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In a league of his own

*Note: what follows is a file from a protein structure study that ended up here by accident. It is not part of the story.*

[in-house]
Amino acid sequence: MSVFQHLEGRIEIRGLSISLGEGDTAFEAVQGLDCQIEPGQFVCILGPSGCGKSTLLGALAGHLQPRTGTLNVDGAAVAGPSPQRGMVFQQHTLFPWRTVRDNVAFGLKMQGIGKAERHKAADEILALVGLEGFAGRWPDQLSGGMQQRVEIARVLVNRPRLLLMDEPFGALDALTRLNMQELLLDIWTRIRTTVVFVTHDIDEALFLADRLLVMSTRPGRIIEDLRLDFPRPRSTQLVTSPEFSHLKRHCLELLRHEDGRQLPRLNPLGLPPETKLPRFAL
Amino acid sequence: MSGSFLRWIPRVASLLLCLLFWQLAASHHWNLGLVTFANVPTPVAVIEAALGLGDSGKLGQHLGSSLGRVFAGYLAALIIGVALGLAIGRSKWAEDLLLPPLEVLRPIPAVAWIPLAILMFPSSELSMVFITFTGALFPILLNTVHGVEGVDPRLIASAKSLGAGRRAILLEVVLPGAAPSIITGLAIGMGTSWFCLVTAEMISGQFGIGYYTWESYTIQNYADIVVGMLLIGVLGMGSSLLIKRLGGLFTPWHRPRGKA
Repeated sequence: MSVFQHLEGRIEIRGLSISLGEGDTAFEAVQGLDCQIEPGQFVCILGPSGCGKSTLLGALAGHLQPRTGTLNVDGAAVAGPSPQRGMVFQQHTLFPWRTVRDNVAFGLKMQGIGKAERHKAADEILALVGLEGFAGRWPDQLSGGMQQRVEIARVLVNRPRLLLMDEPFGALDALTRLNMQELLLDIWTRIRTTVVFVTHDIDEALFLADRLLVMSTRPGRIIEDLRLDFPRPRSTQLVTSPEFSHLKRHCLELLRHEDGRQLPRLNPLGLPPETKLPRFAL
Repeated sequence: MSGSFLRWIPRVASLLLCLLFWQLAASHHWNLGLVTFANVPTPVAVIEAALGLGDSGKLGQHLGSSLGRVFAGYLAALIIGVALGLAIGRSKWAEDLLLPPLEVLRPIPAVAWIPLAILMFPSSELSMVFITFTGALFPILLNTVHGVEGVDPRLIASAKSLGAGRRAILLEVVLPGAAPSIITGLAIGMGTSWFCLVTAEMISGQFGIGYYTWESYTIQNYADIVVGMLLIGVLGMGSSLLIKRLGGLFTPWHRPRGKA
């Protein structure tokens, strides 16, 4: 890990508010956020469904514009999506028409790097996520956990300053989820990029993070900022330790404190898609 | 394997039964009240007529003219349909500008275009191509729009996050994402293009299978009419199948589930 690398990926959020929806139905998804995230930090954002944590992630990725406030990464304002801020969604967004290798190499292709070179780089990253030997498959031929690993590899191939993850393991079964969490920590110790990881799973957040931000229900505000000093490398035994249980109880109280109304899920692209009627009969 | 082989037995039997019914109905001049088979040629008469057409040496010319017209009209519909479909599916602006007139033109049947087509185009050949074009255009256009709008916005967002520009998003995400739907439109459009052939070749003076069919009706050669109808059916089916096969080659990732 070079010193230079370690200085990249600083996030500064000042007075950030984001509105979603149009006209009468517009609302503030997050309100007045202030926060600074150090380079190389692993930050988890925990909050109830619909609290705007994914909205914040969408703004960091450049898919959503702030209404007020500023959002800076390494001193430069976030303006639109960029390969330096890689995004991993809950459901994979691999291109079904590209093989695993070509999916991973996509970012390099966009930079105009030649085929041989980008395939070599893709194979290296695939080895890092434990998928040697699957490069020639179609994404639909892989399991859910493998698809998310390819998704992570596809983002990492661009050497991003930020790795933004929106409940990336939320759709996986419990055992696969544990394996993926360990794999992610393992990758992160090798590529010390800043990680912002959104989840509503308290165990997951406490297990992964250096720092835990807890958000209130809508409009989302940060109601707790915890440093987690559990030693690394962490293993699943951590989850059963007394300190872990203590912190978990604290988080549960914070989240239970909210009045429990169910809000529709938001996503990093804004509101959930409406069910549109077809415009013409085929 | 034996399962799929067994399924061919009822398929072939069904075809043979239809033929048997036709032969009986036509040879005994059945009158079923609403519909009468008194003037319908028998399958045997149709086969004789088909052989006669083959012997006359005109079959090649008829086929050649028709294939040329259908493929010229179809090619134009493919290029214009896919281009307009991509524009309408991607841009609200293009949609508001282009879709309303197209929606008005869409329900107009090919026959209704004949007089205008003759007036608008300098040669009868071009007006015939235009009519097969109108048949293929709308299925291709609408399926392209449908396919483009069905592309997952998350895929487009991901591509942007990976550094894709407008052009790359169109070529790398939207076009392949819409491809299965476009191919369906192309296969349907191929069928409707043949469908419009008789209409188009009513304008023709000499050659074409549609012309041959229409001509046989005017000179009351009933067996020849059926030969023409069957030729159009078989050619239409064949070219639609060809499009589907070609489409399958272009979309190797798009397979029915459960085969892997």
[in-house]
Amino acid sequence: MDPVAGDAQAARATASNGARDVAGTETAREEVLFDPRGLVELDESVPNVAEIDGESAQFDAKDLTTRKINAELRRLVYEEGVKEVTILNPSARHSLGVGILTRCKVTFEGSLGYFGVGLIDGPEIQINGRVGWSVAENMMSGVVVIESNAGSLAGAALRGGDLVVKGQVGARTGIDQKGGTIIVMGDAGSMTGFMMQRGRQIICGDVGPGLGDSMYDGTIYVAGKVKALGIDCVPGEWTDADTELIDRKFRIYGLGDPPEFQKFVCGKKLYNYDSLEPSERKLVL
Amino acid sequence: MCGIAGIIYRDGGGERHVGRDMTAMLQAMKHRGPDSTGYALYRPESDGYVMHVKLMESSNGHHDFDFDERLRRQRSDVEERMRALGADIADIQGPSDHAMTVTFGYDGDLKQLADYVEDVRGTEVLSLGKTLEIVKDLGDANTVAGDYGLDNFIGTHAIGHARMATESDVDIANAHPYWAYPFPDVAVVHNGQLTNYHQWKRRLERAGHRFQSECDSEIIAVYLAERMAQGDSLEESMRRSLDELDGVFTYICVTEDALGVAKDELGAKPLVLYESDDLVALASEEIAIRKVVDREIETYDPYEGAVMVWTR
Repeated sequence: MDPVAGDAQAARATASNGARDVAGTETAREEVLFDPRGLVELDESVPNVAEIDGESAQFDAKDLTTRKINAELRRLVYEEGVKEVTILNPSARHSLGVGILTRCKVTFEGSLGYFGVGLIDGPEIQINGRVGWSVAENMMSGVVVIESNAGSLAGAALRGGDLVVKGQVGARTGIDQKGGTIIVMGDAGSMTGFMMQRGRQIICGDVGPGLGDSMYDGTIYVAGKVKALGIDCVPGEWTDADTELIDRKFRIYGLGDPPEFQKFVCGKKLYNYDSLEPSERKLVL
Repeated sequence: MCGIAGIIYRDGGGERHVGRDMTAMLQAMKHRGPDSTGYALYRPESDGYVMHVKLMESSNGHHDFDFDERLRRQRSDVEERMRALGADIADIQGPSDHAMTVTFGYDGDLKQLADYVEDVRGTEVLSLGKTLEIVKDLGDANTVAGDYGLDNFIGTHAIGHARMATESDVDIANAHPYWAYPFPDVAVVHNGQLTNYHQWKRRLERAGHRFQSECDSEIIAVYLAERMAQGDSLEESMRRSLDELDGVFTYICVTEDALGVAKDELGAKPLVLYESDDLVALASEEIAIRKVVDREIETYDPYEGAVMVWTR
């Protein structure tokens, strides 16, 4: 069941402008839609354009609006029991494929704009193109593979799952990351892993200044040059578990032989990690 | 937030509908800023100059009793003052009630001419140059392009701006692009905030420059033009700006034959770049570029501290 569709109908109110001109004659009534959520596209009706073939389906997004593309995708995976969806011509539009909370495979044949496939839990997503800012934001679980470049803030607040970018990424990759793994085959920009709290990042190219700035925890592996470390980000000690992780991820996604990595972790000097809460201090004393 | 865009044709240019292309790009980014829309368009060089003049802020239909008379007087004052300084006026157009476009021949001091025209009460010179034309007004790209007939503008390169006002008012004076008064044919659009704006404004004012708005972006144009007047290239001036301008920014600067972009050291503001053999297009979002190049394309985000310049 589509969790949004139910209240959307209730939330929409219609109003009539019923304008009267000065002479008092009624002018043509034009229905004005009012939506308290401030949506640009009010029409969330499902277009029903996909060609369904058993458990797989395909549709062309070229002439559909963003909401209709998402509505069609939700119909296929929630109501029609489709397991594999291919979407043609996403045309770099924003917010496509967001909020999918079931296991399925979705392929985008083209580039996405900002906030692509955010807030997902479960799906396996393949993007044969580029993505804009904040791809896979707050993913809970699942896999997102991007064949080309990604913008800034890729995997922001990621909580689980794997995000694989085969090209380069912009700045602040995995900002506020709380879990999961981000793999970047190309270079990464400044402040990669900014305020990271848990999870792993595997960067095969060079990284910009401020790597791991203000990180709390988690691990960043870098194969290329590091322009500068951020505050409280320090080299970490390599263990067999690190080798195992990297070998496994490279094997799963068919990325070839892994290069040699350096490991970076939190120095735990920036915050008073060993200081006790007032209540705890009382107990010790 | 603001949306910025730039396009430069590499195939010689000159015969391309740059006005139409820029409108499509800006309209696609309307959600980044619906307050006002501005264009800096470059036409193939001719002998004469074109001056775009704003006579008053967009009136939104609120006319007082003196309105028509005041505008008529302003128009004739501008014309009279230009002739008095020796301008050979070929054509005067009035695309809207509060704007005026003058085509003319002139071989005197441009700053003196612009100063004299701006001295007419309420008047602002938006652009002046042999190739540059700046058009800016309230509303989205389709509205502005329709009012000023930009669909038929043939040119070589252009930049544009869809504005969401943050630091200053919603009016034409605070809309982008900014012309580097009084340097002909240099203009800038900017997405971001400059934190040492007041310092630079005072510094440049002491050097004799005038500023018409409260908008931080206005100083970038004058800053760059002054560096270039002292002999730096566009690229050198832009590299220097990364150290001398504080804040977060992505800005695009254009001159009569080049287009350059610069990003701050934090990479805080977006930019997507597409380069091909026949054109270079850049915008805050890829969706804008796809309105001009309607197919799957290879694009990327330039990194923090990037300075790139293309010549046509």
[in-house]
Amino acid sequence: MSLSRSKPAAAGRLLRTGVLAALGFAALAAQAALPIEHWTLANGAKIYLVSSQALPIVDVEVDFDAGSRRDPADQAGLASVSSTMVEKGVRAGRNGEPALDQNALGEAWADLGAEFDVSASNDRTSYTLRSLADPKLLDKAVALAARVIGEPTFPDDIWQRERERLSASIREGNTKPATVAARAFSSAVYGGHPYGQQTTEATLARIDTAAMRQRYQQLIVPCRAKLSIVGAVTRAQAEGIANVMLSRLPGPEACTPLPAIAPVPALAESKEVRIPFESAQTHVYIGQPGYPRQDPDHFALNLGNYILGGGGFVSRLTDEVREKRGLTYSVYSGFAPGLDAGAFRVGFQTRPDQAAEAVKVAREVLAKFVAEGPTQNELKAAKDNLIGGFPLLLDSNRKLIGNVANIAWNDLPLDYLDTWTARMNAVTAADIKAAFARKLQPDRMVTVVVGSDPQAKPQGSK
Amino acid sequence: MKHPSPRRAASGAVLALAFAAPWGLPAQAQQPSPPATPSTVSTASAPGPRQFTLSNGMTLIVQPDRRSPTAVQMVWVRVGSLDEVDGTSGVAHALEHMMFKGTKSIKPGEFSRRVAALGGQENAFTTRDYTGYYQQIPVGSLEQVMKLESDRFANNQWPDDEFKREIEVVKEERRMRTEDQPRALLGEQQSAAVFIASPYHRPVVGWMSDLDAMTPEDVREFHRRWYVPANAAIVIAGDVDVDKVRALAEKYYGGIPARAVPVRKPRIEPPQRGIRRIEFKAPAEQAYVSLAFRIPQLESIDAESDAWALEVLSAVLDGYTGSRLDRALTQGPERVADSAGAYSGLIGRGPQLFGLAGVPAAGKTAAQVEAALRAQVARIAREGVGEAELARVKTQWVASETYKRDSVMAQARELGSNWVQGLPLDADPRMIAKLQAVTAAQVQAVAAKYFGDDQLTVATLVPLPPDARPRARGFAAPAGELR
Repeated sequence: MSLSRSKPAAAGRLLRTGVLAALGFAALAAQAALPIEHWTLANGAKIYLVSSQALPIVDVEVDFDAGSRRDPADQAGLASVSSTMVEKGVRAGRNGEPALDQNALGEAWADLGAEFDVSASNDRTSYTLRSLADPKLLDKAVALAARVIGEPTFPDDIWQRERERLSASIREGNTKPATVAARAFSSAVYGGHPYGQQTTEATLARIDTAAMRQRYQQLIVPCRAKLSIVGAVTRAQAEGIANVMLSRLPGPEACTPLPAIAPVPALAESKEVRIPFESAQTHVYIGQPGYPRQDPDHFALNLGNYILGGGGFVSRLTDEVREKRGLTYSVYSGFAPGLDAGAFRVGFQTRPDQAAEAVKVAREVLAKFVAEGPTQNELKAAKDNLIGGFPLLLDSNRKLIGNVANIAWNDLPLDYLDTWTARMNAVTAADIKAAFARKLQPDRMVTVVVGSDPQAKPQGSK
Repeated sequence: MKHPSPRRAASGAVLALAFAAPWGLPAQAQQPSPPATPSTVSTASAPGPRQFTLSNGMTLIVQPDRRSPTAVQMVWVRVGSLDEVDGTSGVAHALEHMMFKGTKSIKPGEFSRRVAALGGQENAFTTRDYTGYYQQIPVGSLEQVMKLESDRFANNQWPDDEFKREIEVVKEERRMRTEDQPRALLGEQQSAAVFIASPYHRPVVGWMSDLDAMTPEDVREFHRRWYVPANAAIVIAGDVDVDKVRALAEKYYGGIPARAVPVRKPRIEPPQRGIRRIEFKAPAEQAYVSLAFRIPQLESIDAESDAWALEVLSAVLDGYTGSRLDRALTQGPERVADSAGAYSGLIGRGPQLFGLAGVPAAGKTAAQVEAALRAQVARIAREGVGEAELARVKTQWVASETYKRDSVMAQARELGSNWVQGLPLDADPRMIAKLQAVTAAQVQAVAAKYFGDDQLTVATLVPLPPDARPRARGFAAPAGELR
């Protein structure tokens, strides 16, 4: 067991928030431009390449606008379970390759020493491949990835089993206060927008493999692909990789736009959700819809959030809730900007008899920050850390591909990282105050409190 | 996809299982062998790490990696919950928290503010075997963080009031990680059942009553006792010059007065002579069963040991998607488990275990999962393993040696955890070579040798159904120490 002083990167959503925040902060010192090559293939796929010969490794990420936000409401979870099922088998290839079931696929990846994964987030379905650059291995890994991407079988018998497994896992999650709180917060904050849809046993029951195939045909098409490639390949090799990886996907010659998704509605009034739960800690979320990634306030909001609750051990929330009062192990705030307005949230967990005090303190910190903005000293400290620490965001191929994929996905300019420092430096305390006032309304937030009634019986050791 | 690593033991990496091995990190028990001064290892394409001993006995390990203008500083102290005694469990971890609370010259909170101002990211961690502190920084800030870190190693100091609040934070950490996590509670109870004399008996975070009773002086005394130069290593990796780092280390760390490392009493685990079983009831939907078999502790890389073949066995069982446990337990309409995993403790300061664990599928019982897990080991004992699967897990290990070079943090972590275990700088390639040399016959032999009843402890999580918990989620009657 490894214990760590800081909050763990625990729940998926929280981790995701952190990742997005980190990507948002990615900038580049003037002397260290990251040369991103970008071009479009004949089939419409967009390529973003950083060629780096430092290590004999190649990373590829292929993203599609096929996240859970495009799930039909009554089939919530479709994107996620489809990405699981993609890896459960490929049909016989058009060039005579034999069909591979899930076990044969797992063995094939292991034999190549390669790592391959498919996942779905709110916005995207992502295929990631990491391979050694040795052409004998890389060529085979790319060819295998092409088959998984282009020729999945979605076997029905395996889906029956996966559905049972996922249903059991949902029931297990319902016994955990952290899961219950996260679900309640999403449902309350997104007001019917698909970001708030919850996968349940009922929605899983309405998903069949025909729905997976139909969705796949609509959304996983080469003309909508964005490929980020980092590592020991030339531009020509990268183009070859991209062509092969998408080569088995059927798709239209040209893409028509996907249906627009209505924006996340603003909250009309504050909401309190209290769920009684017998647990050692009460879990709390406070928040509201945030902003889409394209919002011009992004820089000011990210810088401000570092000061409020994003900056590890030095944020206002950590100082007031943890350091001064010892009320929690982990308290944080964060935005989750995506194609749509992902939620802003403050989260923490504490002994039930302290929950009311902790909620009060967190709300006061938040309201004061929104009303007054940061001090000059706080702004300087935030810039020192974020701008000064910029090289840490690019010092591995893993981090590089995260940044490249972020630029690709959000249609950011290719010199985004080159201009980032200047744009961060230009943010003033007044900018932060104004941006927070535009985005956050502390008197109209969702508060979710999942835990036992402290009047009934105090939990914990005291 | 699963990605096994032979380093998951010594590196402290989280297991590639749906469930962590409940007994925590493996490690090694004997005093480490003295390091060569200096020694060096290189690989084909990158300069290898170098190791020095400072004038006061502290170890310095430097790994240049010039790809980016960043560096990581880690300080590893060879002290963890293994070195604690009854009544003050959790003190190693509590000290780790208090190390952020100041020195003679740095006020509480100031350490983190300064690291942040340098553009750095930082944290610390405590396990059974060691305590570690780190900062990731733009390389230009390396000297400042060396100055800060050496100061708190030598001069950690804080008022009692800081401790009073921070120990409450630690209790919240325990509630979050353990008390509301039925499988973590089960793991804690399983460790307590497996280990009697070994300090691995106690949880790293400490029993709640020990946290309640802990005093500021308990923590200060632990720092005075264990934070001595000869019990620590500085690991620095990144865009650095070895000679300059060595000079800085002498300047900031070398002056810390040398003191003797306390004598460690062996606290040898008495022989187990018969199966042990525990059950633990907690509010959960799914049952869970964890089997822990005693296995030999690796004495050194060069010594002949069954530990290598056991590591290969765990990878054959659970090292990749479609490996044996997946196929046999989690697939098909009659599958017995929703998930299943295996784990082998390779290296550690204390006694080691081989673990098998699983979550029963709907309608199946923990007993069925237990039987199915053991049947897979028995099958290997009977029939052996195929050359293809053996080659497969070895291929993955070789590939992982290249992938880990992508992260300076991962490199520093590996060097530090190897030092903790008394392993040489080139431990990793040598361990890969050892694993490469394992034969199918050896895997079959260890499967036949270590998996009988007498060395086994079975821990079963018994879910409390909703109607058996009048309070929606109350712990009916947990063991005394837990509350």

Scot Raffelson spent most of his life in California; however, Falconís wide-open spaces, small-town, friendly atmosphere and his commitment to Little League keep him grounded on the prairie.Raffelson was born in San Jose, California; and, when he was 5 years old, his family moved to Modesto, California and later to the Midwest. His parents divorced in 1974, and Raffelson, his mom and two sisters moved back to San Jose.Four years later, Raffelsonís mom remarried, and he gained two step-brothers.In his senior year in high school, Raffelson became a People to People ambassador. ìPeople to People is a program that tries to connect youth to other cultures to help them understand there is something broader than themselves,î Raffelson said.He spent six weeks in Asia, including Taiwan, China, Japan and Korea.In September 1986, Raffelson began attending West Valley Community College, while working security at TRW, a high technology firm. Raffelson stayed at West Valley Community College for one semester before switching to San Jose State University, where he double majored in biology and chemistry; with hopes of becoming a high school teacher. However, in the early 90s he received an offer from ESL to work in programmed security for classified contracts. ìIt was a day job and paid really, really well,î he said. ìI loved it.î Raffelson moved into a house in Milpitas, California, with three others. At a barbecue they hosted, Raffelson met his future wife, Aleigh.In 1995, Raffelson was promoted to property manager at ESL, and the following year he asked Aleigh to marry him. The couple married June 29, 1996, in Reno, Nevada. Shortly after they were married, Raffelson became involved in competitive softball. ìI used to play four nights a week and every weekend,î he said. ìWe would travel to Las Vegas, Phoenix, Washington and Michigan.î Raffelson played competitive softball until about two years ago, he said.By 1998, Raffelson had put in 10 years with ESL and felt it was time to move on. He began to network with friends and accepted a job offer from Titan Data Systems as a logistics property manager. He ended up on a contract for Schriever Air Force Base in Colorado Springs, and the Raffelsons bought their first house in the eastern part of the Springs. They were surprised at the friendly neighbors. ìThis guy comes over from across the street and unlocks the door for us and offered to help us unload our stuff,î he said. ìWe were surprised because we were from northern California, where neighbors didnít talk to neighbors.îIn 2001, Raffelson took a job as a logistics engineer for Relera, a data warehouse company based in Denver. Just a few months after he started, the company restructured and eliminated 80 percent of workers ó and Raffelson was among those laid off. Raffelsonís wife, who was pregnant at the time, was also laid off.The September 11 terrorist attacks stymied the job market, and most companies tied with the Department of Defense were not hiring so Raffelson went to work for a high-end makeup company in Colorado Springs, as an inventory control manager. After one year, he went back to the DoD business through a job with SI International in Colorado Springs.In 2003, the Raffelsons had a second child.In June 2005, Raffelson accepted a job as a subcontract administrator with Booz Allen Hamilton in Colorado Springs. ìSix months later, the Raffelsons moved to Falcon. In search of more elbow room, they bought a home in The Gables housing development. ìWe moved in, and we were the third house built in the neighborhood,î he said.That same year, Raffelson started coaching his daughterís T-ball team in the High Plains Little League. He took a break for one year, and returned to coaching in the High Plains Little League in 2008. ìThatís when I really started meeting people out here in Falcon,î he said. ìI met great people who I am still friends with today.îThe Rafflesons welcomed their third child in June 2010.Over the years, Raffelson has been the coach of both of his sonsí teams and at every level within the league. In 2012, the league asked Raffelson to become a board director. The following year, he served as the leagueís president and still holds that position today. Last year, Raffelson said High Plains Little League signed an agreement with El Paso County for a baseball field at the planned Falcon Regional Park. Raffelson said the league has pledged $60,000 toward the new park. ìThe baseball field will be High Plains Little Leagueís home,î he said. ìWe have been looking for five years for a place to build a field.îRaffelson said the league has had to rent several of the fields within District 49 to accommodate the 300 to 350 kids who participate each year. ìWe want to build a sense of community,î he said. ìThatís what Little League is about. When you play at seven different fields, you donít have it.îIn 2014, Raffelson said High Plains Little League offered 12 scholarships, available to families eligible for the federal lunch program. ìThe scholarship is a refund process so you still have to register and notify us that you are part of it,î he said. ìThen, we prioritize what levels and give 50 percent of your registration back to you.î This year, the league built in a membership fee of $3 a household to help make the scholarship program self-sustaining, Raffelson said. ìRight now, we have sponsors who donate just to the scholarship,î he said. ìWe truly do work hard to focus on the kids.îWhen Raffelson is not busy with baseball, work or spending time with his family, he enjoys running. ìIím not very fast, but I enjoy it,î he said. ìJust some quiet time. Just me.î

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